GUEST BLOGGER: Kathryn Biel
While performing the BOT-2, I ask a child to stand in tandem on my tape line. As the child attempts this skill, I immediately notice her arms internally rotating as her feet are internally rotating. She seems unable to move her legs without her arms following suit. I’ll do a little more testing, but that one thing sends up a red-flag warning—there’s an unintegrated Moro reflex.
Does it matter? Should I focus on it? Do I even mention it? Is it a school-based issue?
Let me look at this child a bit more: intelligent, emotional, impulsive, self-directed and strong-willed. Having difficulty with outbursts in school. The Moro reflex acts as a baby’s primitive fight/flight reaction and is typically replaced by the adult startle reflex by four months old. If a child experiences a retained Moro reflex beyond 4 months, she may become over sensitive and over reactive to sensory stimulus resulting in poor impulse control, sensory overload, anxiety and emotions and social immaturity. Some additional signs of a retained Moro reflex are motion sickness, poor balance, poor coordination, easily distracted, unable to adapt well to change, and mood swings.
So yes, it does appear this is impacting education. I’ve evaluated children who literally fall out of their seat in class due to an unintegrated Moro. A retained STNR (Symmetrical Tonic Neck Reflex) will impact a child’s ability to work in a desk, remaining seated while looking at the board and then down at the paper (i.e., copying information). On the other hand, ask a roomful of adults to perform the starfish exercise (the exercise to integrate the Moro). Many will not be able to do it, which indicates that they are not fully integrated. Yet they are fully-functioning adults. Therefore, the presence of a retained reflex may not always impact education.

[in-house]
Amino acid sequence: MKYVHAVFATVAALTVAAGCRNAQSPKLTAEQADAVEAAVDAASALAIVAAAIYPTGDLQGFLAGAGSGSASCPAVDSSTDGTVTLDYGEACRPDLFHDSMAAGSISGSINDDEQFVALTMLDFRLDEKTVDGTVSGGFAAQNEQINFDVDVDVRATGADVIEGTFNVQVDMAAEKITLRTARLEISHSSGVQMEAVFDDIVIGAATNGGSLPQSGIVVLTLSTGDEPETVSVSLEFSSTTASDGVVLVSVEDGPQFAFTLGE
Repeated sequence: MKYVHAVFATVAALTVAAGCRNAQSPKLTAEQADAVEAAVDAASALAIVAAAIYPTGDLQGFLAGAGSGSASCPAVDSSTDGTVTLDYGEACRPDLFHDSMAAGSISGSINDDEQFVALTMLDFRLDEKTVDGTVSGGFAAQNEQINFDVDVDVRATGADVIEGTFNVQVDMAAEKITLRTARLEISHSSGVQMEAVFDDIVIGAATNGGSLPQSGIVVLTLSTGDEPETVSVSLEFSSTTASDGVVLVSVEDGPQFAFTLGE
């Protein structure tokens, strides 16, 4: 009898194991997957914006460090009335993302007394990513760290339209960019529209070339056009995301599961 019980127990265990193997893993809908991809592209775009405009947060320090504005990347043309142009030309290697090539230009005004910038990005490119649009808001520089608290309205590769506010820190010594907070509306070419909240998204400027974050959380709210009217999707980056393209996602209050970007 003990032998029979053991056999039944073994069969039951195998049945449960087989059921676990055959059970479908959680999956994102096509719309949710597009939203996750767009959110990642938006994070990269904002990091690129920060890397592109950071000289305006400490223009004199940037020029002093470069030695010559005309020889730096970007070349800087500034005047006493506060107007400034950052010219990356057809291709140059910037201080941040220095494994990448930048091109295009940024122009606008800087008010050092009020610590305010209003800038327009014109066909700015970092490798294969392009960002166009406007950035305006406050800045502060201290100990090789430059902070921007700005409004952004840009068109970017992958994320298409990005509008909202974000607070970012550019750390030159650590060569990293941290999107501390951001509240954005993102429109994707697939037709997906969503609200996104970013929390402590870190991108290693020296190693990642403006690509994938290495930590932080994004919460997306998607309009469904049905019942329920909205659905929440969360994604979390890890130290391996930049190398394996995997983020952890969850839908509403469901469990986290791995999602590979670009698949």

Assuming it is determined that the reflex is impacting education, the next issue is how to implement a reflex-integration program. Evidence shows that with daily performance of the exercises, reflexes can be integrated in about 6 weeks. However, caseloads and schedules don’t allow for a daily program, which requires creative thinking. Often I reach out to parents, have them come in, and teach them the exercises. Ideally, the program is done at home with homework. We all know it’s not an ideal world.
However, it makes no sense to me to pull a child for a 30-minute session and do integration exercises for at least half of the session, especially when the efficacy of doing the exercises one to two times a week is questionable. What else can we do? How can we help with this? Is there evidence to support these program?
To continue the discussion about retained reflexes, check out Janine Wiskind’s
at the Eighteenth Annual Therapies in the School Conference.
~Kathryn Biel, PT, DPT